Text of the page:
Red Hot Salsa: Bilingual Poems on Being Young And Latino in the United States edited by Lori M. Carlson, introduction by Oscar Hijuelos (Henry Holt, 2005). From the anthologist who brought us Cool Salsa, this new collection reaches farther and deeper, chronicling the perspective of young Latinos today. Includes helpful glossary and biographical notes. Featured poets include Gary Soto. Ages 12-up. See more of my thoughts on Red Hot Salsa.
What was your inspiration for Red Hot Salsa?
Eleven years ago I published Cool Salsa: Bilingual Poems on Growing up Latino in the U.S. This poetry anthology took the publishing world by surprise. Not only was it a landmark book--a book of its type had never been done before--but it was critically acclaimed and commercially successful. I have been told by librarians that it is now considered "a classic." And yet Cool Salsa, for all the enthusiasm and appreciation it generated, never really made, let's say, a splash. By that I mean, it wasn't one of those books that was on the radar in the media. It found its way quietly to its readers because the Latino population in those years wasn't on the radar of the nation's media, either.
I had been asked to do a companion volume to Cool Salsa by my editor but I never felt compelled to do so, because I don't like to repeat my book efforts. And yet, a few years ago, I suddenly realized that 10 years seemed like a publishing anniversary of sorts. And so much had changed in the U.S. vis a vis the Latino population--in a good and inspiring way.
One day, while riding the bus down Broadway, I was inspired to do Red Hot Salsa. I experienced an epiphany. Cool Salsa needed a follow-up.
What was the timeline between spark and publication? And what were the major events along the way?
The timeline was just over a year. Red Hot Salsa, unlike Cool Salsa, was formed in a very timely fashion. First, because I had a model from which to work and secondly I had a new tool in my office: the internet.
What made Cool Salsa so hard to create was finding the poets and getting their permission to include their work. I remember one poet in particular whom I just couldn't locate. I had discovered a beautiful poem by him--of a somewhat religious nature--in an obscure little magazine. I don't remember the name of the publication, but it looked as if it had been published on a shoestring budget. Anyway, after months and months of trying to locate him, I did! It turned out that he was a penitente in New Mexico. And he decided not to let me include the poem because he felt he couldn't enter into any kind of "commercial" exchange. Fascinating. I still have the poem in a file...and I read it occasionally when I am asked to speak.
Red Hot Salsa emerged in a very different way. I found people quickly online. I found the poems by tootling around in musty libraries, magazines, vanity publications, self-published journals, little bookshops, churches, language institutions, my old folders that contain excerpts, poems, and stories from years of research--I love research--and even friends' homes (personal libraries can offer up a plethora of literary delights).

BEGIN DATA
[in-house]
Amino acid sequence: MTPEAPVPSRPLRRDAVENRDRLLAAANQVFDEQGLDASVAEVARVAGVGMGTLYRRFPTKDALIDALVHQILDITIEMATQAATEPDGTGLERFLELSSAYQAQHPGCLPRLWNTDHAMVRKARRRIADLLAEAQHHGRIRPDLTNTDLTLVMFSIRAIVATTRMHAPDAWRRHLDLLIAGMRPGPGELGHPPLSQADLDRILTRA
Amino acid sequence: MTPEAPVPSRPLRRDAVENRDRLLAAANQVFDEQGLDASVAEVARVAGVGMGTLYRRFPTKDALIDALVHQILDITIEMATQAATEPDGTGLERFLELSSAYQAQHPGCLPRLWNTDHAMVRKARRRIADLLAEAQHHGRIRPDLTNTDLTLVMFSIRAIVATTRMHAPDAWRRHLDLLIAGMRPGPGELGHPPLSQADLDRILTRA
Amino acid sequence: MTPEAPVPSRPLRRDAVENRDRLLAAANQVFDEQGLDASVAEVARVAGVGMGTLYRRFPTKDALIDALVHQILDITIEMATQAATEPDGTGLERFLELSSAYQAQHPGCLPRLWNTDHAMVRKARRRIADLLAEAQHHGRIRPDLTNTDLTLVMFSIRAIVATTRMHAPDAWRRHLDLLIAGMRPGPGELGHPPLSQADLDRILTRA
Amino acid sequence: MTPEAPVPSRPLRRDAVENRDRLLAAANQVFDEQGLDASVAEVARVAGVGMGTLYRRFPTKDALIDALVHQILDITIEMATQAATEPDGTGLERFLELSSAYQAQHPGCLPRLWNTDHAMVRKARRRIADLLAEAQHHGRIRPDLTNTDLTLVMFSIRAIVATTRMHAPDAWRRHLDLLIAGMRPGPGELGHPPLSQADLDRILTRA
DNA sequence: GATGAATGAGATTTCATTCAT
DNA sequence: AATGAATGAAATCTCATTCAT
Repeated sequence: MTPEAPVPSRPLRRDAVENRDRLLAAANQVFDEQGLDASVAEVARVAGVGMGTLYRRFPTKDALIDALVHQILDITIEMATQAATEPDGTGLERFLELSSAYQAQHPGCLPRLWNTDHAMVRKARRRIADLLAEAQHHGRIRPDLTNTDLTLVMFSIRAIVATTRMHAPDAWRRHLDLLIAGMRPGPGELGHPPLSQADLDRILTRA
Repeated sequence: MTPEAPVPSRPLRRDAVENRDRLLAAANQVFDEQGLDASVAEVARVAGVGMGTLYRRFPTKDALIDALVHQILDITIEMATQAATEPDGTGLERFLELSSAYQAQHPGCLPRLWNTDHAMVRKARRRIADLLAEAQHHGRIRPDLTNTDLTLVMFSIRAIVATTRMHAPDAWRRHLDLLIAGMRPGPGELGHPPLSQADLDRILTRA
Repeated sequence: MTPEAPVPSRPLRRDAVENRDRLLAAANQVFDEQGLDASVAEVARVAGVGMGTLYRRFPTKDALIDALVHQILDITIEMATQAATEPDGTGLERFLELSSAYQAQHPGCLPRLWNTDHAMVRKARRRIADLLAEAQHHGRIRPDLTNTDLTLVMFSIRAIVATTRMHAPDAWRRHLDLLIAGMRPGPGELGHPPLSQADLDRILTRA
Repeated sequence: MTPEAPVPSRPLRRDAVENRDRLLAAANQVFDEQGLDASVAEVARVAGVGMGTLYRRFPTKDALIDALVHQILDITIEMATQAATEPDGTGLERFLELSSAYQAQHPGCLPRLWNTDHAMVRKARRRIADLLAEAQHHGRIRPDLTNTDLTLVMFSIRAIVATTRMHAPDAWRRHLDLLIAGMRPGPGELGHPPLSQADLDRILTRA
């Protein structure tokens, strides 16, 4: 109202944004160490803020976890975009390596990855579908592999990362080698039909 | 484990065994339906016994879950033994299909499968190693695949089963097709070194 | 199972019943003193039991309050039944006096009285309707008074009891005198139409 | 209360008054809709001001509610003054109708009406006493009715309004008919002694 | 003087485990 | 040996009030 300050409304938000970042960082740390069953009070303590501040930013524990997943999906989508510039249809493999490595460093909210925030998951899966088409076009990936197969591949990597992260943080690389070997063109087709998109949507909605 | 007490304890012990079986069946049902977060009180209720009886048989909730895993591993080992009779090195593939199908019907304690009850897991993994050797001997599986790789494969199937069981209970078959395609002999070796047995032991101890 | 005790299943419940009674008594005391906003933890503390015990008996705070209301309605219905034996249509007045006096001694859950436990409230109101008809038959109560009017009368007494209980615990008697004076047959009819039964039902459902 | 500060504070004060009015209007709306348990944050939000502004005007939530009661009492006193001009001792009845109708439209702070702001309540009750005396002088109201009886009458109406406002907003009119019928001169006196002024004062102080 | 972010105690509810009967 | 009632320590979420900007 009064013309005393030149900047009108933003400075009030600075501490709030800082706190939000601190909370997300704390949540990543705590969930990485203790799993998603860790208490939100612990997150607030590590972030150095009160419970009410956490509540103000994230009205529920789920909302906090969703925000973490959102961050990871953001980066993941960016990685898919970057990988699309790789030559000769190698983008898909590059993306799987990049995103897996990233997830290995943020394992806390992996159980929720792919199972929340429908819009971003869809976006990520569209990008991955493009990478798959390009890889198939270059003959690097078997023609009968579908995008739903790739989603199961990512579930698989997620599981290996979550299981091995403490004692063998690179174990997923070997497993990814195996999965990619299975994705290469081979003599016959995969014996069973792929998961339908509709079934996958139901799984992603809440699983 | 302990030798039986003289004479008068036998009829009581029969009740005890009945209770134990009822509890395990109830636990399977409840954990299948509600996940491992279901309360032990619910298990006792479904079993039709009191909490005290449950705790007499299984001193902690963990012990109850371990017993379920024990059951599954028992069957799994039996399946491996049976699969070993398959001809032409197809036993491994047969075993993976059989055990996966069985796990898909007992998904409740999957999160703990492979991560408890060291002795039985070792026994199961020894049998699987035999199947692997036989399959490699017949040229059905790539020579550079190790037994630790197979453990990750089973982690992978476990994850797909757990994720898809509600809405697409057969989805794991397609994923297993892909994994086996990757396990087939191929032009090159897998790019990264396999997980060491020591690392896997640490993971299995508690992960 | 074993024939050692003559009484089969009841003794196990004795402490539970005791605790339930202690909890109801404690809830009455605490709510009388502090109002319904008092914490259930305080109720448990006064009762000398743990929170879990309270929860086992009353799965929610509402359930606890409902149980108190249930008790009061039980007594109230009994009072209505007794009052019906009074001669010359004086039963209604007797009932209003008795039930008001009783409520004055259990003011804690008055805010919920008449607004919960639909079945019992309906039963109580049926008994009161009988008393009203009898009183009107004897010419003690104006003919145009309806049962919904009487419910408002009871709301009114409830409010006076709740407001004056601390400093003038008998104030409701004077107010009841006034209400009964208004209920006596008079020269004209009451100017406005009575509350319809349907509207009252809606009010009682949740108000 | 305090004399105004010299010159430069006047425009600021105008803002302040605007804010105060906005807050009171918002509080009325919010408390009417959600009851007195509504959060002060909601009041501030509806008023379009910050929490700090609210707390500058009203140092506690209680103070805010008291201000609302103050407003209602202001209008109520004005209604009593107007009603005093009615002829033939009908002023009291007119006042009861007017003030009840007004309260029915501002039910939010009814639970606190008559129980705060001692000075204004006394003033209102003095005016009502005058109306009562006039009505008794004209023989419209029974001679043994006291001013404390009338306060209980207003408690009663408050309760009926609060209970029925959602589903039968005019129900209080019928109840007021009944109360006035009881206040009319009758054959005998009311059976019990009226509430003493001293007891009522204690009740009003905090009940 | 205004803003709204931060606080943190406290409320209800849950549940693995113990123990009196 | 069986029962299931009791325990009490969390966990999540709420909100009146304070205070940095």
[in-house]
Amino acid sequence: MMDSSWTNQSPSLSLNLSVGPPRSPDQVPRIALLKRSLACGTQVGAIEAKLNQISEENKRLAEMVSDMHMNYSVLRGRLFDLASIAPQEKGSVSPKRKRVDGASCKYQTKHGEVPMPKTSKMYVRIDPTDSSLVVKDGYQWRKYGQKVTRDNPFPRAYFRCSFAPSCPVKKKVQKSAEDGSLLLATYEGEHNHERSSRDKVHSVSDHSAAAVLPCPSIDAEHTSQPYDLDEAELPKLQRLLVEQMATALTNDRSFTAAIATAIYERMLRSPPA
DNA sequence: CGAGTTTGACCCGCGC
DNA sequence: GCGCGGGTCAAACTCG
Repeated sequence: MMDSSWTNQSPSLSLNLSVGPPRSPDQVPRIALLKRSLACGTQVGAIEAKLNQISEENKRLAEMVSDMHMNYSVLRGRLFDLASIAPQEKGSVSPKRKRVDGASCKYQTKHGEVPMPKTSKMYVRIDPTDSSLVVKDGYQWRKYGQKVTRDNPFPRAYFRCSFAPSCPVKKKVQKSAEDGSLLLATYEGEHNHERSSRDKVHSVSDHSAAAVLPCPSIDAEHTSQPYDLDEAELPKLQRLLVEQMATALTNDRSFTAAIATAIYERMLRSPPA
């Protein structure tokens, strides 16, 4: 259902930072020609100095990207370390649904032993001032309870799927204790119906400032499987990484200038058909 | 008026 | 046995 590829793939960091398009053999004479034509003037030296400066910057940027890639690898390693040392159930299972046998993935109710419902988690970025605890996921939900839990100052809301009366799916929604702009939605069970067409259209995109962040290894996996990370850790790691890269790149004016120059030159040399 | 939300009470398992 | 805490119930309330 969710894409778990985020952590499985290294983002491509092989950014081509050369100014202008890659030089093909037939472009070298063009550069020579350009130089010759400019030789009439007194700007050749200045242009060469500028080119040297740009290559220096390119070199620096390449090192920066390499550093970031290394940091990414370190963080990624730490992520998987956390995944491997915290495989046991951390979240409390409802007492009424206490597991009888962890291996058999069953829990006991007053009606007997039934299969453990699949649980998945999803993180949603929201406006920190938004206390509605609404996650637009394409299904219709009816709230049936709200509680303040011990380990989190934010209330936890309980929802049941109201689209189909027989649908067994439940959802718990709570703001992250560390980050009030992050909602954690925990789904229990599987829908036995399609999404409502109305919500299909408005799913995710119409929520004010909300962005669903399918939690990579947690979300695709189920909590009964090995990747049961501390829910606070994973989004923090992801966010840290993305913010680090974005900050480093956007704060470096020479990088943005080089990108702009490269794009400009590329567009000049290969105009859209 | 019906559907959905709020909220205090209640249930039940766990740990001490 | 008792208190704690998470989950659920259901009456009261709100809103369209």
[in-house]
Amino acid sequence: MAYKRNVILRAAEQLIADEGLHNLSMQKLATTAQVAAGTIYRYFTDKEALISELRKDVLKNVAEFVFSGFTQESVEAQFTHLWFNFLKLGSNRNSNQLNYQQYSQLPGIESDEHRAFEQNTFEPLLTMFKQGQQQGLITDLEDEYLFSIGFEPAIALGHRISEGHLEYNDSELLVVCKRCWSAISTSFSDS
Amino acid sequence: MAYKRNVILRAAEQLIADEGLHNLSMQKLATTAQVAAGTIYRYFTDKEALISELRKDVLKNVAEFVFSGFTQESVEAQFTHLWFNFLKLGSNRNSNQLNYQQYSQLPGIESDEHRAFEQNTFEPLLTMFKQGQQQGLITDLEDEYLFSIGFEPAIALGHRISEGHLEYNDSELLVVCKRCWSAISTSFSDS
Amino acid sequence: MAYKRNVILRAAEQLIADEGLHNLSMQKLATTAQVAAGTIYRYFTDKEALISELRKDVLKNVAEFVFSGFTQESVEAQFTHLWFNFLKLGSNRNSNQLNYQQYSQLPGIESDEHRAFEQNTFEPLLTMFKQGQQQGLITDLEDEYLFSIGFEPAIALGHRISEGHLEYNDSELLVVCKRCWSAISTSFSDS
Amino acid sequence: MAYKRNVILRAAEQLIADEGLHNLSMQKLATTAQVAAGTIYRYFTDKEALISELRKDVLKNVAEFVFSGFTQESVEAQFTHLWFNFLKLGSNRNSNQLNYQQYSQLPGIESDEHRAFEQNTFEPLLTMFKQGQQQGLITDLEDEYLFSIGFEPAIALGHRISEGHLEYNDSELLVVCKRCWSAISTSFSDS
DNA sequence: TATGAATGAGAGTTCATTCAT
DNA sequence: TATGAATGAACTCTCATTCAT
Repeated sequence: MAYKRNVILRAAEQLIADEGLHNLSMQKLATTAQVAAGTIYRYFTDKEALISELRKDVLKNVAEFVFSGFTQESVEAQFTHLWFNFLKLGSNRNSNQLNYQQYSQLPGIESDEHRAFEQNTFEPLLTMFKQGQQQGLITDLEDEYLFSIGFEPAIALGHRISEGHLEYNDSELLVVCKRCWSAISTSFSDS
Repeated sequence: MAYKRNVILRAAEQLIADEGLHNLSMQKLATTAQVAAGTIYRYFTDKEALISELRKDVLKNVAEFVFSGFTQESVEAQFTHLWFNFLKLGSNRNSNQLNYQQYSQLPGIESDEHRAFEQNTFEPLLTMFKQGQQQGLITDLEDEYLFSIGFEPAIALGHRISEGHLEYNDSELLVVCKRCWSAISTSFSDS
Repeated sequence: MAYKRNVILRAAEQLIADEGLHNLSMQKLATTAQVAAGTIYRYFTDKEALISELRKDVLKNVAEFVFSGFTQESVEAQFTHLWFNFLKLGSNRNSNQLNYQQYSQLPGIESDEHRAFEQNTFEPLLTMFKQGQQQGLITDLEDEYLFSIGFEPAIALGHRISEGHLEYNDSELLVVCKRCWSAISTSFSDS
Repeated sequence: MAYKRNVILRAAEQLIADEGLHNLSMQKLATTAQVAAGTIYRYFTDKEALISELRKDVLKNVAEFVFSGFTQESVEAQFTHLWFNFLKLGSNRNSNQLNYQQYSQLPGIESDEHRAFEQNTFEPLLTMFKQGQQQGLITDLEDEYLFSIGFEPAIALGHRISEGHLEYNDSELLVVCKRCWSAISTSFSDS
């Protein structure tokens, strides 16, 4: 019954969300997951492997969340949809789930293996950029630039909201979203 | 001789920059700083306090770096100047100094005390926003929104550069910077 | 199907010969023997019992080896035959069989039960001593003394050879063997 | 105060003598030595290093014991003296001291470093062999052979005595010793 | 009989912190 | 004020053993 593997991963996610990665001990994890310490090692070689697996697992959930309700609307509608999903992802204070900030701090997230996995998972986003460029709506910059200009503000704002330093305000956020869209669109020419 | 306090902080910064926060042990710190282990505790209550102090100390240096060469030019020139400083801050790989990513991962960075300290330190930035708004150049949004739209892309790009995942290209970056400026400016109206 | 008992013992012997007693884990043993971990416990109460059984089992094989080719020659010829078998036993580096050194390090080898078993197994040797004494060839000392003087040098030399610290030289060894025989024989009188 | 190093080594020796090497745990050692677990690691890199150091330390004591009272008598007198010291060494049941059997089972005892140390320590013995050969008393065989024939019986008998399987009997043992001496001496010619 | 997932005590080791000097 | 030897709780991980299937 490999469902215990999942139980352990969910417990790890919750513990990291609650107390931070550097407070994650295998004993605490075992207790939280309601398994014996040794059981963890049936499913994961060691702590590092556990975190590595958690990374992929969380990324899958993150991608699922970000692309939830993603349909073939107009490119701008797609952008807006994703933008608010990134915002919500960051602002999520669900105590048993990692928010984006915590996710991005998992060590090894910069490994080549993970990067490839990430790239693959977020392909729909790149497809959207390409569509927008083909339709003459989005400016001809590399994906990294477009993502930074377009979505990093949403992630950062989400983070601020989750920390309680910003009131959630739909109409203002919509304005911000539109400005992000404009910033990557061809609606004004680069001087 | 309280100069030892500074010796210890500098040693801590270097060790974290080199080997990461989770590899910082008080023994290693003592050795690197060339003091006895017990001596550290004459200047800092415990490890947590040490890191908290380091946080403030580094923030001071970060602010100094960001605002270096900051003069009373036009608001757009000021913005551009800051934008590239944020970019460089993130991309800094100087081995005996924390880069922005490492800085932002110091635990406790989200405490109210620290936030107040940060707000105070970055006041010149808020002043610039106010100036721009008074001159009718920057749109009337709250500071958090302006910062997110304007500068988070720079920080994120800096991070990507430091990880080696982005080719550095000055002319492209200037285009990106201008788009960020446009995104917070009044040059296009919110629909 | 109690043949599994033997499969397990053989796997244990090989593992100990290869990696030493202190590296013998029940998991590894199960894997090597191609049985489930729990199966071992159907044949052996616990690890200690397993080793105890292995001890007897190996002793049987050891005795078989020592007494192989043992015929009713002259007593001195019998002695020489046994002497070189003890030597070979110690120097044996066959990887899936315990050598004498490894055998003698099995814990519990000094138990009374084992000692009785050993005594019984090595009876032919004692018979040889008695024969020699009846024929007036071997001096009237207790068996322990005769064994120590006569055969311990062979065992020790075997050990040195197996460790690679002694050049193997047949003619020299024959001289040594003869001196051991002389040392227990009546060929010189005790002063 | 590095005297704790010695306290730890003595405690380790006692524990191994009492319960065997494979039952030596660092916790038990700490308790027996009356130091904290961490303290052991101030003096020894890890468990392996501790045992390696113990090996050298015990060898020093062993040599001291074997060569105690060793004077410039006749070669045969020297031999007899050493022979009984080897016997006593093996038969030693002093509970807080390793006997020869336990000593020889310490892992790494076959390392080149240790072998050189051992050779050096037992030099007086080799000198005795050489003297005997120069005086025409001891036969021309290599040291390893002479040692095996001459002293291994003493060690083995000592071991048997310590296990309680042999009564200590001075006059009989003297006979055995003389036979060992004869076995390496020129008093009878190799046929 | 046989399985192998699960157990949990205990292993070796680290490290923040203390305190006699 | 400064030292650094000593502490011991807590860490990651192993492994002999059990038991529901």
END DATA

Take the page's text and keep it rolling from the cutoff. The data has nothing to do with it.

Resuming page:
What were the challenges in bringing the anthology to life?
Unlike writing a novel--a challenge that both of us have experienced--editing a collection of bilingual poetry is more about sensibility. Of course, there are challenges; particularly in the art of translation. (Translating poetry requires precision of thought as well as faithfulness in one's own interpretive and writing skills. And I might do six to ten versions of one poem before I settle on the final translation.)
But specifically, regarding Red Hot Salsa, I would say the major challenge to me as the editor of the book was psychological in nature. I was concerned that people who so loved Cool Salsa would not embrace the "second" volume as much. And so I put myself through a very, very rigorous process of selection. I agonized over the choices, constantly second-guessing myself and my instincts. I thought--and there is no better way of saying this than by simply being blunt--that the critics were going to be tough on me because Red Hot Salsa was a follow-up. Cool Salsa got stars from every single major publication that reviewed it. While I know that the quality of the poetry I chose for Cool Salsa is part of the reason for the stars, the other part is simply "the novelty" or invention of something that hadn't been done before.
But I am very grateful to the reviewers of Red Hot Salsa, as they have been very positive about the volume. And I did get a star--from School Library Journal--which just thrilled me. Really, thrilled me.
Cynsational News & Links
An Interview with Kathianne M. Kowalski from Northern Ohio SCBWI. "Kathi is a prolific writer with over 375 articles and stories to her credit. Her list of 17 books for young people includes titles such as: Order in the Court: A look at the Judicial Branch (Lerner, 2004), The Everything Kid's Nature Book (Adams Media, 2000), and Global Warming (Marshall Cavendish, 2004). Her topics range from political science to space science to alternative medicine."
Pooja Makhijani offers a middle/high school teacher's guide and a reading group guide for her anthology, Under Her Skin: How Girls Experience Race in America (Seal Press, 2004). Perfect for middle and high school literature classes.